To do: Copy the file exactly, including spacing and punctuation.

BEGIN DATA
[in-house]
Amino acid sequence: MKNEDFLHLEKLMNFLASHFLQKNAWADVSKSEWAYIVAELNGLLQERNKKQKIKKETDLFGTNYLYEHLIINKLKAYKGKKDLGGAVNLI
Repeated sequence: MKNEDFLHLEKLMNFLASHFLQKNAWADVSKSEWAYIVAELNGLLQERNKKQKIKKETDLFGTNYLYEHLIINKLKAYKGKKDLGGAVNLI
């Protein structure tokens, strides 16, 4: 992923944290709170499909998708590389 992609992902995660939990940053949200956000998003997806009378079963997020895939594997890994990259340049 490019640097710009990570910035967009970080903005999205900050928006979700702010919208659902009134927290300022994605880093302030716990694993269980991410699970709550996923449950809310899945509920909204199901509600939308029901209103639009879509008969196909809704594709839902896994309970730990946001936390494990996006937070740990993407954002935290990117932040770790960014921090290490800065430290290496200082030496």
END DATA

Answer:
[in-house]
Amino acid sequence: MKNEDFLHLEKLMNFLASHFLQKNAWADVSKSEWAYIVAELNGLLQERNKKQKIKKETDLFGTNYLYEHLIINKLKAYKGKKDLGGAVNLI
Repeated sequence: MKNEDFLHLEKLMNFLASHFLQKNAWADVSKSEWAYIVAELNGLLQERNKKQKIKKETDLFGTNYLYEHLIINKLKAYKGKKDLGGAVNLI
């Protein structure tokens, strides 16, 4: 992923944290709170499909998708590389 992609992902995660939990940053949200956000998003997806009378079963997020895939594997890994990259340049 490019640097710009990570910035967009970080903005999205900050928006979700702010919208659902009134927290300022994605880093302030716990694993269980991410699970709550996923449950809310899945509920909204199901509600939308029901209103639009879509008969196909809704594709839902896994309970730990946001936390494990996006937070740990993407954002935290990117932040770790960014921090290490800065430290290496200082030496």